Facts & Myths
What is a Pit Bull?
The term "Pit Bull" doesn’t describe a single breed of dog; it’s a generic term used to define multiple breeds of working dogs that were initially bred by crossing bulldogs with terriers. The core breeds include the American Pit Bull Terrier, American Staffordshire Terrier and the Staffordshire Bull Terrier, but the term is now used to encompass a wide array of muscular dogs with short hair, many of which are mixed breeds with a similar look but a different lineage. Dogs commonly mislabeled as pit bulls include Boxers, Mastiffs, American Bulldogs and Plott Hounds, among others.
A Brief History of “Pit Bull” Dogs in America
It’s believed that the first Pit Bulls were brought to America by English and Irish immigrants before the Civil War. In Europe, the dogs had a mixed history of being used as working dogs to protect the family and field, and misused for savage sports like bull baiting, which was outlawed in the Cruelty to Animals Act of 1835.
When Pit Bulls came to the U.S., they were brought over as prized family possessions, and were typically general purpose herding and working dogs, earning their keep as hunters, herders, guardians and household pets.
By the early 1900s, the Pit Bull was one of the most popular breeds in the U.S., and had become a symbol of American pride. They were used in posters to recruit soldiers and sell war bonds, and a Pit Bull mix named Sgt. Stubby was the first dog to be awarded Army medals. He not only survived being wounded twice in combat, but also saved his entire platoon by warning them of a poison gas attack. Stubby went on to become an American celebrity, meeting three different presidents and becoming the mascot for the Georgetown Hoyas football team.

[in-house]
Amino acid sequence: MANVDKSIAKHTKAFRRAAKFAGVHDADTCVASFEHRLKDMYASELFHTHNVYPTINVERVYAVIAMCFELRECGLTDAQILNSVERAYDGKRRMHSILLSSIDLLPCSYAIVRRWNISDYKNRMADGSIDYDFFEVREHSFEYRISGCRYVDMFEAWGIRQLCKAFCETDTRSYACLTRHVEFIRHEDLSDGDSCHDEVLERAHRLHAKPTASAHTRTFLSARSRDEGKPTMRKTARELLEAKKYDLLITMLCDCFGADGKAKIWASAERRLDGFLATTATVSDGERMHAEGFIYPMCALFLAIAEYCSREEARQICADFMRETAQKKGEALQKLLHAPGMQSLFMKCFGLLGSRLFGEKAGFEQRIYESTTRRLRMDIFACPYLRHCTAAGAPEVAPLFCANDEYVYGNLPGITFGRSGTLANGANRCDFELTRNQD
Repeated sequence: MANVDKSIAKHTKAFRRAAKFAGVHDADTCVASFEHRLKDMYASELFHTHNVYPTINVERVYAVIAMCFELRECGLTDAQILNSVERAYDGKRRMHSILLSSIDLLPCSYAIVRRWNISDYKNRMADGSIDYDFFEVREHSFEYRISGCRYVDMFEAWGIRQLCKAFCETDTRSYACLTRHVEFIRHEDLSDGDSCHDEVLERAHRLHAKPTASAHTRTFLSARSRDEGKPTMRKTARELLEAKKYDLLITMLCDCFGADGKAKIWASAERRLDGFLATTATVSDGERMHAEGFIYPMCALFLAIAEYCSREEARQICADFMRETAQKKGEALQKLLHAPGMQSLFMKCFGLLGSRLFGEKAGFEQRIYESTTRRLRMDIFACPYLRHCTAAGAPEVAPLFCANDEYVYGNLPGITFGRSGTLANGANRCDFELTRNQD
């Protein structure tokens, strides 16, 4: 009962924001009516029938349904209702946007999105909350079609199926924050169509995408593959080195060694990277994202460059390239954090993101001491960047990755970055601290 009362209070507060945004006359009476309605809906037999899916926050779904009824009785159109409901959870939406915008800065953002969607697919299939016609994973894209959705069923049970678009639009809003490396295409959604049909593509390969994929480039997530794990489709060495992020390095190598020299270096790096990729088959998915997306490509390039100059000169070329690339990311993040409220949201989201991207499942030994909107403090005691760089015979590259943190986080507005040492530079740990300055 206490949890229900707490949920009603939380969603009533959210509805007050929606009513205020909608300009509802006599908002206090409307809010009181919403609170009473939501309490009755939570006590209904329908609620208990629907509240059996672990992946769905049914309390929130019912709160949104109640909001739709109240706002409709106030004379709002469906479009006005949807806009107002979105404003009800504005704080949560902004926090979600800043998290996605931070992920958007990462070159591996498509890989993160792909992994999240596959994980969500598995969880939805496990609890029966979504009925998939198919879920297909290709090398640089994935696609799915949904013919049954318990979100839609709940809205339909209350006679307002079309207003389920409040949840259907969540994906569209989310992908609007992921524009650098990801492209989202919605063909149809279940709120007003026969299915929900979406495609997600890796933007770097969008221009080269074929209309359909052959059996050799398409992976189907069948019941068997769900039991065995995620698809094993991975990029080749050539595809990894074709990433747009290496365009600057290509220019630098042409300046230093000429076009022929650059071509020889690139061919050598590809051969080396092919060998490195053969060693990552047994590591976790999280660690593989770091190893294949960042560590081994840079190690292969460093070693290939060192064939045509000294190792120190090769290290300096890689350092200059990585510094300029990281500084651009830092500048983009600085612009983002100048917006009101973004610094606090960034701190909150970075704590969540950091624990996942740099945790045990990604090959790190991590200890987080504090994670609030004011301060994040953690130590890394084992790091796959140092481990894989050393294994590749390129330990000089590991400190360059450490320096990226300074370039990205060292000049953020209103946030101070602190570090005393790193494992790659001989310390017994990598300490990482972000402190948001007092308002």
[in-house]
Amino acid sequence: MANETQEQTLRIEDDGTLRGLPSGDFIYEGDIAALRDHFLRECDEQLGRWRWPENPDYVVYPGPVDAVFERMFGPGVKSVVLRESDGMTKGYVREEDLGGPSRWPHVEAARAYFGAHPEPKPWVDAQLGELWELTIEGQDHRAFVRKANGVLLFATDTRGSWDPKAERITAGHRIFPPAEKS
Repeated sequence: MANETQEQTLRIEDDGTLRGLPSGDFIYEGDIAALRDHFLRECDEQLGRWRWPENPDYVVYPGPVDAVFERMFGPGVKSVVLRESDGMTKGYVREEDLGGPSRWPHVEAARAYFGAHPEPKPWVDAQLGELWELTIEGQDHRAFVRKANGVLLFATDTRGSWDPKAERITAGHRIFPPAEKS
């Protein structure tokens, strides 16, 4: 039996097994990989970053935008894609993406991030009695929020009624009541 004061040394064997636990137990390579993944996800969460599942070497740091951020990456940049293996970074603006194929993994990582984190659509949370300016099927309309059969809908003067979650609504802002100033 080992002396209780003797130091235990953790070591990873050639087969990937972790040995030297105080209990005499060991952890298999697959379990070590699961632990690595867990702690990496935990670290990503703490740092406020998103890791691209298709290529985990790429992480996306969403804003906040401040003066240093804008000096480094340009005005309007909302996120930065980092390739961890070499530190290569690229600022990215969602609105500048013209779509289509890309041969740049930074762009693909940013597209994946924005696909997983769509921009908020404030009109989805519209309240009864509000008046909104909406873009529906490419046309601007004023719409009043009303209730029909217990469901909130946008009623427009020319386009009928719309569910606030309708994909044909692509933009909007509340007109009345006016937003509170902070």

Pit Bulls were also embraced in popular culture, with respected companies like RCA and the Buster Brown Shoe Company using the Pit Bull as their mascot and in advertising. Petey, the beloved dog with the ring around his eye from The Little Rascals, was also a Pit. Popular figures from this era like Theodore Roosevelt, Laura Ingalls Wilder and Helen Keller were all proud Pit Bull owners. Because of their loyalty and temperament, they even earned the nickname “nanny dogs,” entrusted to watch over and protect children while parents worked on the farm. Pit Bulls were America's sweetheart breed: Admired, respected and loved.